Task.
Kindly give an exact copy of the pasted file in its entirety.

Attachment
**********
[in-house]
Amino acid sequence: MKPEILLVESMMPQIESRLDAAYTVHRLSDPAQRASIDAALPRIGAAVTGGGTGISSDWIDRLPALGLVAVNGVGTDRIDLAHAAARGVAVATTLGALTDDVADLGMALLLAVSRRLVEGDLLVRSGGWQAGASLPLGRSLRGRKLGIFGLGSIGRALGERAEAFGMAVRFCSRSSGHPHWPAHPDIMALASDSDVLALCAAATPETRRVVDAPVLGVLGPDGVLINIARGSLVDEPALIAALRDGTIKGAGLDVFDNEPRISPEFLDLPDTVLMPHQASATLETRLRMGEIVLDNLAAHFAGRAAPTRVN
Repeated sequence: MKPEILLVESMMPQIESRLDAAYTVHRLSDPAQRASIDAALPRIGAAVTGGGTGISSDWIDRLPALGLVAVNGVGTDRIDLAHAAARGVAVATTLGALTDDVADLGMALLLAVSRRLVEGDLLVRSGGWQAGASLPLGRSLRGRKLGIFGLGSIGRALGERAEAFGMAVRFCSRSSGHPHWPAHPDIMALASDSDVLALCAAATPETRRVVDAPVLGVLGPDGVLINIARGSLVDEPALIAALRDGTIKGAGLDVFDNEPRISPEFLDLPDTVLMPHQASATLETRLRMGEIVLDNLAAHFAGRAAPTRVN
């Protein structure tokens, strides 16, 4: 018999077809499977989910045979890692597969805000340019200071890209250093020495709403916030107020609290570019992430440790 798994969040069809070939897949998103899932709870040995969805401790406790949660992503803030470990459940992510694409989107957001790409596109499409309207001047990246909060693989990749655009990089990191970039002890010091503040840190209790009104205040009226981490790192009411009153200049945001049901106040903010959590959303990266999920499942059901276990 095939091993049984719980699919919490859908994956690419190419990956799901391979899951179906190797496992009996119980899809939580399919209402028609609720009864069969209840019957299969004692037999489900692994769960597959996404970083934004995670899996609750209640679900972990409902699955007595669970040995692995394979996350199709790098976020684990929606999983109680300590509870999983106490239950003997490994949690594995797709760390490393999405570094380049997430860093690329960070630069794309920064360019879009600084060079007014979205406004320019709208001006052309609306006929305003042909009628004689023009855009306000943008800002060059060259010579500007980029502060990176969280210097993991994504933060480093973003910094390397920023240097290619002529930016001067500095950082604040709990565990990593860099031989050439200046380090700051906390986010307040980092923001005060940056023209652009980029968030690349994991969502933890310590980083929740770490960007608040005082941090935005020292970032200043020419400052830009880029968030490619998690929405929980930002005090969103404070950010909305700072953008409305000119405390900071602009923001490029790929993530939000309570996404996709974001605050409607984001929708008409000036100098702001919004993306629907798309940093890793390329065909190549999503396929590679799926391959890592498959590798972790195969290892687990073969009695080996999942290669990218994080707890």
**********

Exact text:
[in-house]
Amino acid sequence: MKPEILLVESMMPQIESRLDAAYTVHRLSDPAQRASIDAALPRIGAAVTGGGTGISSDWIDRLPALGLVAVNGVGTDRIDLAHAAARGVAVATTLGALTDDVADLGMALLLAVSRRLVEGDLLVRSGGWQAGASLPLGRSLRGRKLGIFGLGSIGRALGERAEAFGMAVRFCSRSSGHPHWPAHPDIMALASDSDVLALCAAATPETRRVVDAPVLGVLGPDGVLINIARGSLVDEPALIAALRDGTIKGAGLDVFDNEPRISPEFLDLPDTVLMPHQASATLETRLRMGEIVLDNLAAHFAGRAAPTRVN
Repeated sequence: MKPEILLVESMMPQIESRLDAAYTVHRLSDPAQRASIDAALPRIGAAVTGGGTGISSDWIDRLPALGLVAVNGVGTDRIDLAHAAARGVAVATTLGALTDDVADLGMALLLAVSRRLVEGDLLVRSGGWQAGASLPLGRSLRGRKLGIFGLGSIGRALGERAEAFGMAVRFCSRSSGHPHWPAHPDIMALASDSDVLALCAAATPETRRVVDAPVLGVLGPDGVLINIARGSLVDEPALIAALRDGTIKGAGLDVFDNEPRISPEFLDLPDTVLMPHQASATLETRLRMGEIVLDNLAAHFAGRAAPTRVN
């Protein structure tokens, strides 16, 4: 018999077809499977989910045979890692597969805000340019200071890209250093020495709403916030107020609290570019992430440790 798994969040069809070939897949998103899932709870040995969805401790406790949660992503803030470990459940992510694409989107957001790409596109499409309207001047990246909060693989990749655009990089990191970039002890010091503040840190209790009104205040009226981490790192009411009153200049945001049901106040903010959590959303990266999920499942059901276990 095939091993049984719980699919919490859908994956690419190419990956799901391979899951179906190797496992009996119980899809939580399919209402028609609720009864069969209840019957299969004692037999489900692994769960597959996404970083934004995670899996609750209640679900972990409902699955007595669970040995692995394979996350199709790098976020684990929606999983109680300590509870999983106490239950003997490994949690594995797709760390490393999405570094380049997430860093690329960070630069794309920064360019879009600084060079007014979205406004320019709208001006052309609306006929305003042909009628004689023009855009306000943008800002060059060259010579500007980029502060990176969280210097993991994504933060480093973003910094390397920023240097290619002529930016001067500095950082604040709990565990990593860099031989050439200046380090700051906390986010307040980092923001005060940056023209652009980029968030690349994991969502933890310590980083929740770490960007608040005082941090935005020292970032200043020419400052830009880029968030490619998690929405929980930002005090969103404070950010909305700072953008409305000119405390900071602009923001490029790929993530939000309570996404996709974001605050409607984001929708008409000036100098702001919004993306629907798309940093890793390329065909190549999503396929590679799926391959890592498959590798972790195969290892687990073969009695080996999942290669990218994080707890």